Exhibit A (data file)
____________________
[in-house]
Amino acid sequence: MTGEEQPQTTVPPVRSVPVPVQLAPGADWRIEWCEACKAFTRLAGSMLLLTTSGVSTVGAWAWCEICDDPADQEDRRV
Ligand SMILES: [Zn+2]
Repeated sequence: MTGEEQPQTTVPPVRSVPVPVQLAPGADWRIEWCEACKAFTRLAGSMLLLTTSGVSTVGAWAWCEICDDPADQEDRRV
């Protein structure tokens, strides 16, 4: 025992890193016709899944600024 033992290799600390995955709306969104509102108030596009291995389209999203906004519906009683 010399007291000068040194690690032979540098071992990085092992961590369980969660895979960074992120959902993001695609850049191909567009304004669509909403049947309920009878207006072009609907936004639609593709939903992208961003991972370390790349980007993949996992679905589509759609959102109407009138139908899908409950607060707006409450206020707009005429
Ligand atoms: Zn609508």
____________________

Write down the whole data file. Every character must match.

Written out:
[in-house]
Amino acid sequence: MTGEEQPQTTVPPVRSVPVPVQLAPGADWRIEWCEACKAFTRLAGSMLLLTTSGVSTVGAWAWCEICDDPADQEDRRV
Ligand SMILES: [Zn+2]
Repeated sequence: MTGEEQPQTTVPPVRSVPVPVQLAPGADWRIEWCEACKAFTRLAGSMLLLTTSGVSTVGAWAWCEICDDPADQEDRRV
């Protein structure tokens, strides 16, 4: 025992890193016709899944600024 033992290799600390995955709306969104509102108030596009291995389209999203906004519906009683 010399007291000068040194690690032979540098071992990085092992961590369980969660895979960074992120959902993001695609850049191909567009304004669509909403049947309920009878207006072009609907936004639609593709939903992208961003991972370390790349980007993949996992679905589509759609959102109407009138139908899908409950607060707006409450206020707009005429
Ligand atoms: Zn609508």